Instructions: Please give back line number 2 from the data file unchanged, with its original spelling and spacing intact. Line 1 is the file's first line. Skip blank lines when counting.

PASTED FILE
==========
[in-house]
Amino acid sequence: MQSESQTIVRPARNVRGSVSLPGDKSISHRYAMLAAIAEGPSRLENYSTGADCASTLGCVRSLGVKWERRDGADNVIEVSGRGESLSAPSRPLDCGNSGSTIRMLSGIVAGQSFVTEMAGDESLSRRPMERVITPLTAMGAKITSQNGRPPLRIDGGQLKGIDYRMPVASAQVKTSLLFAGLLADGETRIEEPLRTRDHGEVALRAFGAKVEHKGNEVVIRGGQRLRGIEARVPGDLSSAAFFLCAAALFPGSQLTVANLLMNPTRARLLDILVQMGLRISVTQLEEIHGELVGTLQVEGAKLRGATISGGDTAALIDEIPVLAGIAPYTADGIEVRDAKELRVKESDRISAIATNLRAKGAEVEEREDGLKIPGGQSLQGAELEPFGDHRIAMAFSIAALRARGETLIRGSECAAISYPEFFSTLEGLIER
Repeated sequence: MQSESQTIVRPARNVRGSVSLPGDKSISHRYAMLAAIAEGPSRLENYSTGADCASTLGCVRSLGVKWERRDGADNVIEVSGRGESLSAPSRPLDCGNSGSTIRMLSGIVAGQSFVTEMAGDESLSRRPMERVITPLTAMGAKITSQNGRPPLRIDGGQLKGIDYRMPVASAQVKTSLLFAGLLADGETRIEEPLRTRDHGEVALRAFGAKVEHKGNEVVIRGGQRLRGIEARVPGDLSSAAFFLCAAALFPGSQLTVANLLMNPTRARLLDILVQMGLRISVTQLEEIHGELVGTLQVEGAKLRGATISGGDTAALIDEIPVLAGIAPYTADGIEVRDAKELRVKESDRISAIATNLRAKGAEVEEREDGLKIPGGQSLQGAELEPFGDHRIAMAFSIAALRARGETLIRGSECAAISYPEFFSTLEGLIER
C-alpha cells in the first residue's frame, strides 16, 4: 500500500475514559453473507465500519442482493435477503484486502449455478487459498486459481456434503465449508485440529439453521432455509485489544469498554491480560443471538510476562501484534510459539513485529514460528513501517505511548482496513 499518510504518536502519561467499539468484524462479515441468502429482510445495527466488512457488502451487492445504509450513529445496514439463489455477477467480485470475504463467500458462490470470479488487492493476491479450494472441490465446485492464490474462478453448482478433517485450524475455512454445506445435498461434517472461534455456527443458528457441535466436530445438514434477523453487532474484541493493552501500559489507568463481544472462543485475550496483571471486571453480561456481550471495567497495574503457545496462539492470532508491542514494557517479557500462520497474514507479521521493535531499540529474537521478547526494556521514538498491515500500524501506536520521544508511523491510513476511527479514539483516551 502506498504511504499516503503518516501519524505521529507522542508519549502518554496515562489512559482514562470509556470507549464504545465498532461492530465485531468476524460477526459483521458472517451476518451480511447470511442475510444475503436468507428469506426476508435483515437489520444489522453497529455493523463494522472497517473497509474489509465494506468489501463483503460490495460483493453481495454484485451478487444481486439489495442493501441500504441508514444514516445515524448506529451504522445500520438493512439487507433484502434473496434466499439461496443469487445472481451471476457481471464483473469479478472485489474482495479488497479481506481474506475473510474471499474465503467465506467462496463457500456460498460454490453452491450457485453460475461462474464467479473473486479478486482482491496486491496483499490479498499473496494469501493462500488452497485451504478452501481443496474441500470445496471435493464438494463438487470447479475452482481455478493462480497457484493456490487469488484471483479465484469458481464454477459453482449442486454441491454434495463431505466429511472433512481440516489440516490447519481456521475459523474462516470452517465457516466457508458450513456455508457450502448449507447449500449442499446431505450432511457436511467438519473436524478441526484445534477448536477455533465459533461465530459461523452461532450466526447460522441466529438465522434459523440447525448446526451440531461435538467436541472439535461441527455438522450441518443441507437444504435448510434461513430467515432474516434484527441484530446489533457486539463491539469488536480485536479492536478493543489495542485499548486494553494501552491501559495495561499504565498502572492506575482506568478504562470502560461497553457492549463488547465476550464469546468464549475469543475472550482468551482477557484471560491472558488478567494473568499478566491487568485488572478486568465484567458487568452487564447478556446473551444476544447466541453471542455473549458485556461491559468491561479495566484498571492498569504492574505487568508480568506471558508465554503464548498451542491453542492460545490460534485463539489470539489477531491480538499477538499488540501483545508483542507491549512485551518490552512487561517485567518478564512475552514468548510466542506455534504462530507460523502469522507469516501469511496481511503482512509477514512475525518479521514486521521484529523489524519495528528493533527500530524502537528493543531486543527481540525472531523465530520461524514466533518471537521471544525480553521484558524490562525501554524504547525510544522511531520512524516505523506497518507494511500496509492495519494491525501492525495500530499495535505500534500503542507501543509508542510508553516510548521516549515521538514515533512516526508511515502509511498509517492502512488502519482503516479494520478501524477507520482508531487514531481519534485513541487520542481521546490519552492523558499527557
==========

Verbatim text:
Amino acid sequence: MQSESQTIVRPARNVRGSVSLPGDKSISHRYAMLAAIAEGPSRLENYSTGADCASTLGCVRSLGVKWERRDGADNVIEVSGRGESLSAPSRPLDCGNSGSTIRMLSGIVAGQSFVTEMAGDESLSRRPMERVITPLTAMGAKITSQNGRPPLRIDGGQLKGIDYRMPVASAQVKTSLLFAGLLADGETRIEEPLRTRDHGEVALRAFGAKVEHKGNEVVIRGGQRLRGIEARVPGDLSSAAFFLCAAALFPGSQLTVANLLMNPTRARLLDILVQMGLRISVTQLEEIHGELVGTLQVEGAKLRGATISGGDTAALIDEIPVLAGIAPYTADGIEVRDAKELRVKESDRISAIATNLRAKGAEVEEREDGLKIPGGQSLQGAELEPFGDHRIAMAFSIAALRARGETLIRGSECAAISYPEFFSTLEGLIER